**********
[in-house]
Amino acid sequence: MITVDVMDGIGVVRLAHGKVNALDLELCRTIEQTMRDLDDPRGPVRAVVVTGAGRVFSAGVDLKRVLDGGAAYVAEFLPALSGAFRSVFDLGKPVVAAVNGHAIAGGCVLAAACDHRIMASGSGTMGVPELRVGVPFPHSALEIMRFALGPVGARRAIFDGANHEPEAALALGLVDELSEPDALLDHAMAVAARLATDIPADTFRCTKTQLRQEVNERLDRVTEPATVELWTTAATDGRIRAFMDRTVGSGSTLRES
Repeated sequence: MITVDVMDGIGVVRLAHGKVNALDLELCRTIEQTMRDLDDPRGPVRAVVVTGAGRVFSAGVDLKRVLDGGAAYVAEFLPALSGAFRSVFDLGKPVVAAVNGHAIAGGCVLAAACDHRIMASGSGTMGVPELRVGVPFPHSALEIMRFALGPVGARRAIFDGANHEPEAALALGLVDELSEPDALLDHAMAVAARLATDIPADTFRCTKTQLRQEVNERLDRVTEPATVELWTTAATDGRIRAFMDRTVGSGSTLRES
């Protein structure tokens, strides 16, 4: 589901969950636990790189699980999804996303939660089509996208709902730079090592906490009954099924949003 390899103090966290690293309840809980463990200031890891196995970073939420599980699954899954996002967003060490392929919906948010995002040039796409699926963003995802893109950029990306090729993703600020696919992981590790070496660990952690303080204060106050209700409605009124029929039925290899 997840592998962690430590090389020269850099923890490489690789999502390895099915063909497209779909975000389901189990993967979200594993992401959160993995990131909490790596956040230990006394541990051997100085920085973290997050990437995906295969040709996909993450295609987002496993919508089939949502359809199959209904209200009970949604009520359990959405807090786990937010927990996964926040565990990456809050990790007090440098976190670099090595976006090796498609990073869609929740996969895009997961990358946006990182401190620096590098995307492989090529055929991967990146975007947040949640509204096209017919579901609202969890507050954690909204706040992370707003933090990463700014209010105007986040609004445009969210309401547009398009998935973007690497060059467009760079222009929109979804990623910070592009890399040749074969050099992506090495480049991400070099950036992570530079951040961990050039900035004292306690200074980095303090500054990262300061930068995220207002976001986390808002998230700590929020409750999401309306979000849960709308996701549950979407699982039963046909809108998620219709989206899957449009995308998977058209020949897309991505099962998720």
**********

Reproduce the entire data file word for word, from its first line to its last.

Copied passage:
[in-house]
Amino acid sequence: MITVDVMDGIGVVRLAHGKVNALDLELCRTIEQTMRDLDDPRGPVRAVVVTGAGRVFSAGVDLKRVLDGGAAYVAEFLPALSGAFRSVFDLGKPVVAAVNGHAIAGGCVLAAACDHRIMASGSGTMGVPELRVGVPFPHSALEIMRFALGPVGARRAIFDGANHEPEAALALGLVDELSEPDALLDHAMAVAARLATDIPADTFRCTKTQLRQEVNERLDRVTEPATVELWTTAATDGRIRAFMDRTVGSGSTLRES
Repeated sequence: MITVDVMDGIGVVRLAHGKVNALDLELCRTIEQTMRDLDDPRGPVRAVVVTGAGRVFSAGVDLKRVLDGGAAYVAEFLPALSGAFRSVFDLGKPVVAAVNGHAIAGGCVLAAACDHRIMASGSGTMGVPELRVGVPFPHSALEIMRFALGPVGARRAIFDGANHEPEAALALGLVDELSEPDALLDHAMAVAARLATDIPADTFRCTKTQLRQEVNERLDRVTEPATVELWTTAATDGRIRAFMDRTVGSGSTLRES
């Protein structure tokens, strides 16, 4: 589901969950636990790189699980999804996303939660089509996208709902730079090592906490009954099924949003 390899103090966290690293309840809980463990200031890891196995970073939420599980699954899954996002967003060490392929919906948010995002040039796409699926963003995802893109950029990306090729993703600020696919992981590790070496660990952690303080204060106050209700409605009124029929039925290899 997840592998962690430590090389020269850099923890490489690789999502390895099915063909497209779909975000389901189990993967979200594993992401959160993995990131909490790596956040230990006394541990051997100085920085973290997050990437995906295969040709996909993450295609987002496993919508089939949502359809199959209904209200009970949604009520359990959405807090786990937010927990996964926040565990990456809050990790007090440098976190670099090595976006090796498609990073869609929740996969895009997961990358946006990182401190620096590098995307492989090529055929991967990146975007947040949640509204096209017919579901609202969890507050954690909204706040992370707003933090990463700014209010105007986040609004445009969210309401547009398009998935973007690497060059467009760079222009929109979804990623910070592009890399040749074969050099992506090495480049991400070099950036992570530079951040961990050039900035004292306690200074980095303090500054990262300061930068995220207002976001986390808002998230700590929020409750999401309306979000849960709308996701549950979407699982039963046909809108998620219709989206899957449009995308998977058209020949897309991505099962998720």